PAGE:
Natasha is the Black Widow— mad, bad, and poisonous to know. She has always been surrounded by death and secrets and her power over these two things has always kept her isolated from the world. The victory of her compassion is that she is not wholly closed off, wholly unfeeling, that there is still something burning under all that ice. But without the threat crushing loneliness those victories do not mean anything. At least, this is what I tell myself to explain why Natasha is furious and confident and kind in some books, and then distant and damaged and hard in others. Somehow all these patchworks create a deeper, more compelling character, if I look from the correct angle, if I am willing to squint.

Another thing about me is that I really love the Bronze Age Black Widow stories. This might also fall under that thing where I’m really biased toward stories about Natasha and will myself to see the good things. Because there is a villain who is called the Astrologer and just as nonsense as you might think, and nothing more overwrought and brightly melancholy. I mean, just look at these panels. Next issue: The Silent Curse. What could be more manpain?

Here is something about manpain: it is an essential ingredient of that thing Tom Brevoort doesn’t want us to call Marvel six one six. Sometimes critics will pitch the Lee/Kirby/Ditko Marvel Revolution as the thing that made superheroes relateable, and gave them ordinary problems. Really though, what those stories did was make the ordinary superheroic. High school was just as tough as fighting commies and lifting cars, love was just difficult, just as dangerous as having an iron heart protected by magnets. Powers made things better but also made heroes tragic. Everyone fell in love in the space of two panels, and cried about it. It was all very self-indulgent.

Here’s something else about manpain: it is fundamentally gendered. We expect women to suffer, I think, to be emotionally vulnerable. We expect them to hurt, and we do not expect that hurt to make them noble. This all goes like triple for comics of a certain age. Which explains why these goofy old Black Widow comics, where Natasha thinks she’s cursed some dude named the Astrologer accidently blew himself up, were a revelation to me. Natasha had dead lovers that filled up her dreams, friends she pulled herself away from. She felt sorry for herself by loudly not feeling sorry for herself and going out and punching something instead. And her pain was meant to ennoble her. Maybe she did deserve the Marvel Universe, after all.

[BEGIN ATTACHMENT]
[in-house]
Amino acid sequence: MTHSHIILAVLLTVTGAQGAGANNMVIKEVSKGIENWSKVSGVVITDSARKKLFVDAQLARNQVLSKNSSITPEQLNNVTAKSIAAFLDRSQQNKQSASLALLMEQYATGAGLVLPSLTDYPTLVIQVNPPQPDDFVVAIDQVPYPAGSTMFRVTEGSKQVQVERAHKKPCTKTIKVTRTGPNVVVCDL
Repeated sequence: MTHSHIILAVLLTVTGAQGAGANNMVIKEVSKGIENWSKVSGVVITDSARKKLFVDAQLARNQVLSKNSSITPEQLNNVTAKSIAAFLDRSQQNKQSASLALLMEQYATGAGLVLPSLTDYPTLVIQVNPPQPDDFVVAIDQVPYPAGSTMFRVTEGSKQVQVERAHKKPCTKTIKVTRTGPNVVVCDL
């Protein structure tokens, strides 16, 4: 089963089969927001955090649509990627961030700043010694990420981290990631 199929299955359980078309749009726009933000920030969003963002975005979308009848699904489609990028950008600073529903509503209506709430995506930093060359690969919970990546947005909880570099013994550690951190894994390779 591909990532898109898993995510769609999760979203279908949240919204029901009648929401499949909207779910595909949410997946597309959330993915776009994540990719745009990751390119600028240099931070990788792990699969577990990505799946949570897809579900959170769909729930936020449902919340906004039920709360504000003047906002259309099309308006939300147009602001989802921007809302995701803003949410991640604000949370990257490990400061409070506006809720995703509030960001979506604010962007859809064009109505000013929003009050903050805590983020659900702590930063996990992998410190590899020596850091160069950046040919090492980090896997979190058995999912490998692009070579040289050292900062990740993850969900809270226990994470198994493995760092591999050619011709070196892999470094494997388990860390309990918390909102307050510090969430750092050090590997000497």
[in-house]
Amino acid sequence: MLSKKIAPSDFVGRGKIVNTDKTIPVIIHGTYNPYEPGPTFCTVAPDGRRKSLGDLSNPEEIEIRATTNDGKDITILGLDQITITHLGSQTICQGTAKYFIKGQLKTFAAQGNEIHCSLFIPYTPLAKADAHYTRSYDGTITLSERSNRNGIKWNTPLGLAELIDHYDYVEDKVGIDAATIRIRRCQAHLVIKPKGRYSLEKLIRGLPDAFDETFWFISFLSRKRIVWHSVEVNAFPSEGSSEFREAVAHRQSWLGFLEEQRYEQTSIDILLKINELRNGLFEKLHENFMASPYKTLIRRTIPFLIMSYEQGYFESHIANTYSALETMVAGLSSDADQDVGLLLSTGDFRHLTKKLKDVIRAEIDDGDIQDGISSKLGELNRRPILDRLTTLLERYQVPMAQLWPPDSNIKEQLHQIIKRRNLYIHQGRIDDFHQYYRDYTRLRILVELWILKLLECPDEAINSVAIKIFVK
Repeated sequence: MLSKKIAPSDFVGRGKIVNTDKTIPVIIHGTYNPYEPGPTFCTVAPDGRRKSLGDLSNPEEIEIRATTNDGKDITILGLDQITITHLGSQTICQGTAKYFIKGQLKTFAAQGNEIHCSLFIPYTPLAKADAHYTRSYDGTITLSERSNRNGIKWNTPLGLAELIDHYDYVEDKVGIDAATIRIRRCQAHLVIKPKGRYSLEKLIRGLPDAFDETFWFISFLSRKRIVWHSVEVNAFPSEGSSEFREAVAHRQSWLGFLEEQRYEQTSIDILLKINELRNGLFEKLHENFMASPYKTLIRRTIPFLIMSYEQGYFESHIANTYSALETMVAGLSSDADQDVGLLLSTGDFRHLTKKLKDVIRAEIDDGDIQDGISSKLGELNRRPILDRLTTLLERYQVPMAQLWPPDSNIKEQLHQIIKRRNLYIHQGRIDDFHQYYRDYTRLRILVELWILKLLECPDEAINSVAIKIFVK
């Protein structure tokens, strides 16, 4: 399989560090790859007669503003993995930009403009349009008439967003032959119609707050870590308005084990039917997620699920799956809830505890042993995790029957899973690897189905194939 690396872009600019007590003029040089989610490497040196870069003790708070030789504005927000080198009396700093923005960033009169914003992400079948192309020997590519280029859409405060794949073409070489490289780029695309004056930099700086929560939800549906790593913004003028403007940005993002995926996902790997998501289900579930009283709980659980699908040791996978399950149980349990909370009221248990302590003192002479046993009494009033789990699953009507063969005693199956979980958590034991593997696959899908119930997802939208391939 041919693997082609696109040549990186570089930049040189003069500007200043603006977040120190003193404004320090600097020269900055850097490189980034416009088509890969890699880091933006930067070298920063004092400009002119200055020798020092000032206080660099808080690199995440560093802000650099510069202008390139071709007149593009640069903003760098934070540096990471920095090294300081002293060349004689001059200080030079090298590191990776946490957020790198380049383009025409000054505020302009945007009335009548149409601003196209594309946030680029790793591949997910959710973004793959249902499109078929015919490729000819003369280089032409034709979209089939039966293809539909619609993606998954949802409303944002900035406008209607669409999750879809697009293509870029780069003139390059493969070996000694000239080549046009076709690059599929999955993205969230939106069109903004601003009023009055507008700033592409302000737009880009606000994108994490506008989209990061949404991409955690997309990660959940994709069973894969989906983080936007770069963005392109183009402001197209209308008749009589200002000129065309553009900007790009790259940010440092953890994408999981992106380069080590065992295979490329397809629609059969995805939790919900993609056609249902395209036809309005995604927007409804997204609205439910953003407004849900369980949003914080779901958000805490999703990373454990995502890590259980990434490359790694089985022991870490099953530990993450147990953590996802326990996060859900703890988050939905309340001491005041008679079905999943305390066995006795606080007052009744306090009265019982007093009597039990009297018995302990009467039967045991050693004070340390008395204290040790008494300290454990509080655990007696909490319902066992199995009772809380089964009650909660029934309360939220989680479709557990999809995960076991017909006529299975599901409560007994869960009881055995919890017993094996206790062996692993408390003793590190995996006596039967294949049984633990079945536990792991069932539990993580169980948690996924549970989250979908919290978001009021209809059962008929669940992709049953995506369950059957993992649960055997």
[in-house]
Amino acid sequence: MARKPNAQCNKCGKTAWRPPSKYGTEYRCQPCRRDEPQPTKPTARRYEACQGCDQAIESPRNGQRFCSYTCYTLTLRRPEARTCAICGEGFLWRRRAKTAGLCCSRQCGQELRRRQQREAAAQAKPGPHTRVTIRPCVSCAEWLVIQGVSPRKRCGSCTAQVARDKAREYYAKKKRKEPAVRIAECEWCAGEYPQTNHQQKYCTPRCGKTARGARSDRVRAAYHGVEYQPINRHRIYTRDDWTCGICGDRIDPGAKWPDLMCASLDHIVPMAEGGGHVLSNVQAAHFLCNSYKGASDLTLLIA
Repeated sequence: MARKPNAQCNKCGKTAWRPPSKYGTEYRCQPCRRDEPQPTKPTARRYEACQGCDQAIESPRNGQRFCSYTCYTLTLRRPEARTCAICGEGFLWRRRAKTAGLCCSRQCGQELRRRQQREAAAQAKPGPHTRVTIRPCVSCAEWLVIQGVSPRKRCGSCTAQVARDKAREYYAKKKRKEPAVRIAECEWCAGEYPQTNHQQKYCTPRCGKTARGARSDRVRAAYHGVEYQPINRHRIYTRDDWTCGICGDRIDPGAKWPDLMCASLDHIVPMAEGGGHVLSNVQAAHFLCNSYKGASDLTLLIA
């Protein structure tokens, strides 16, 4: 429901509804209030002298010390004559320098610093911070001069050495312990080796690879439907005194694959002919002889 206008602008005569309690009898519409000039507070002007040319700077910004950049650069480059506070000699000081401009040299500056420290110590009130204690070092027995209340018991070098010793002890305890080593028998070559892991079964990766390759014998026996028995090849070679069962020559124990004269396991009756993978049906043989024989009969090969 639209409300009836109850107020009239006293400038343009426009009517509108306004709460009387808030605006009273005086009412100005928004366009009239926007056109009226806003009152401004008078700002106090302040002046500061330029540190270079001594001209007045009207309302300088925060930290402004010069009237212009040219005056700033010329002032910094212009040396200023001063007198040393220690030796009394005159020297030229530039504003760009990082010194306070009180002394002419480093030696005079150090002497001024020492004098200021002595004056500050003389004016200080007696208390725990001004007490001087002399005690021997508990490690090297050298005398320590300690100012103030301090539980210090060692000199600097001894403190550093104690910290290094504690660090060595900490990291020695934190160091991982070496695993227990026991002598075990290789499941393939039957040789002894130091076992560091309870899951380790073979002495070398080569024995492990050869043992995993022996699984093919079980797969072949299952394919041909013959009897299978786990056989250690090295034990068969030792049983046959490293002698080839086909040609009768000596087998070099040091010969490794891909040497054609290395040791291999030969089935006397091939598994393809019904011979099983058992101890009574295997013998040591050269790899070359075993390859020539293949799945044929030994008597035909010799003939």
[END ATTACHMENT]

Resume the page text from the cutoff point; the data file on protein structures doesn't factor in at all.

From Amazing Adventures #7, by Gerry Conway and Don Heck.

Natasha’s original living situation was penthouse, Fifth Avenue. It made sense, in the nonsense way that comics do. She is something of a tower, you know, high and strong and difficult to scale, beautiful from a distance but difficult to see all of from up close. But one curious thing that comics left is that Natasha didn’t stay there. She was restless, she had to punch things. She posed in Daily Bugle pictures with the sort of people who society never lets climb towers.

The sjw street justice direction for Natasha has come and gone, but she doesn’t live in a tower anymore, either. She lives in an immigrant neighborhood, close to the ground.

From Amazing Adventures #3, by Gary Friedrich and Gene Colan.


Comicbookresources is doing a pretty fascinating voter-created list of the top 70 Marvel panels in history. Clocking in at 59 is this panel of the Black Widow from Amazing Adventures #5 (Roy Thomas, Gene Colan and Bill Everett).

For the unfamiliar, Amazing Adventures features Black Widow’s first solo run in history as she transitioned from a side-character in the Avengers to her own superhero based in NYC. It was also around this time that comics started being so afraid of the fabled Comics Code and you started getting more risque cheesecake shots like this. So it makes sense that this panel would have struck out as memorable with young het male readers at the time. 

(I personally would have voted for the panel that compares Black Widow to Gloria Steinem from Daredevil, but hey, what do I know?)